The highlight of Jodhpur food tour was Malai ki roti, qabuli, gulabjamun ki sabzi. In the evening, we again went to the Old city to a place where one can taste malai ki roti. Malai ki roti is similar to papuri/malai poori in Puri, Odisha or malai gilori of ram ashray in lucknow. But what makes it special? The speciality is that the texture is completely different from other places. Cow milk is used for this preparation. The milk is constantly boiled until you get a thick layer of cream on the top, that’s why, the locals call it roti. Once the roti is prepared they are soaked in sugar syrup and sprinkled with saffron water, cardamom, almonds and pistachios. I must confess, I am a big fan of traditional Indian milk-based sweets ranging from Mathura’s khurchan to malai gilori in Lucknow. With just simple ingredients, we have so much of variety of sweets. India is truly a land of sweets.
Another dish that intrigued me was gulab jamun ki sabzi. At first instance, I couldn’t believe that one can make sabzi out of sweet gulabjamun. Later, I came to know that the gulab jamuns are not soaked in sugar syrup they are simply cooked in curry paste. Most of the sweet shops in Jodhpur sell gulab jamun without adding them to the sugar syrup. If you deconstruct the gulab jamun, it is just khoya that is deep fried. If added in the curry, it gives a bit of malai kofta texture. It was delicious. The sandwich was again made with thick gulabjamun sabzi. In two slices of bread, a generous helping of sabzi is stuffed and then cut into two halves. The last dish we tried here was Jodhpuri kabuli pulav- a rich rice preparation with mix vegetables and dry fruits. The best food cart to savour all of this opposite Kunj Bihari Temple, Katla Bazar.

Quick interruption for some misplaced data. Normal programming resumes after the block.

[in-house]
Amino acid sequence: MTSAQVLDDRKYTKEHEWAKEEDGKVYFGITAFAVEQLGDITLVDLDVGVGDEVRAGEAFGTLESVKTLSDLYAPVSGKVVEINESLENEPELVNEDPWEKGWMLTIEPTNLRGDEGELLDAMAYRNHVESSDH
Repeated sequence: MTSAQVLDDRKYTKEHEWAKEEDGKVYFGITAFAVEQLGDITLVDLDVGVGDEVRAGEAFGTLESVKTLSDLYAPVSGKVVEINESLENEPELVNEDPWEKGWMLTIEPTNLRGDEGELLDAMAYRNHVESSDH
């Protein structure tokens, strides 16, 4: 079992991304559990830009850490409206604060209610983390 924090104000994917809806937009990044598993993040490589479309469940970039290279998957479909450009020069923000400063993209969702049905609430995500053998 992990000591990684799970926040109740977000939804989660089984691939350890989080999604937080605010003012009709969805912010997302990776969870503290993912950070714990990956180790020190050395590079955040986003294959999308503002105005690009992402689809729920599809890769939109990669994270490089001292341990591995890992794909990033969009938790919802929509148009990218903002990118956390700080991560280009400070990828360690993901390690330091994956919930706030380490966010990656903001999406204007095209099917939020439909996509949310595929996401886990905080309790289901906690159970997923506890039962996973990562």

Finally, it was time for some non-vegetarian food and we visited 2 places recommended by Dr Navneet. Although, the most famous Rajasthani non-veg delicacy is lal maas and junglee maas, we gave it a miss in jodhpur instead tried the street dishes. We tried chicken silly at Al Baik – a deep fried chicken in the batter of corn flour and eggs. And Kashmiri chicken at Jammu and Kashmir hotel near railway reservation counter in Jodhpur. No way related to Kashmiri cuisine, I wonder why named it Kashmiri chicken. It was chicken cooked in mutton keema gravy topped with double fried egg. Spicy but truly delicious, I moped the thick keema gravy with fresh and crispy tandoori rotis.
Jodhpur also has a lively street food culture. Near shastri circle, every evening food carts sell street food from all over India at one place – from paani puri to vada pav, you get them all. I tried the girlfriend chaat- a super spicy cup filled with tamarind sauce, amchur powder and spices. Not my kind of chaat, but a popular amongst the locals. After exploring few of the food stalls, we ended our food journey at Marwar kulfi cart.
Truly a place that steals every foodie’s heart!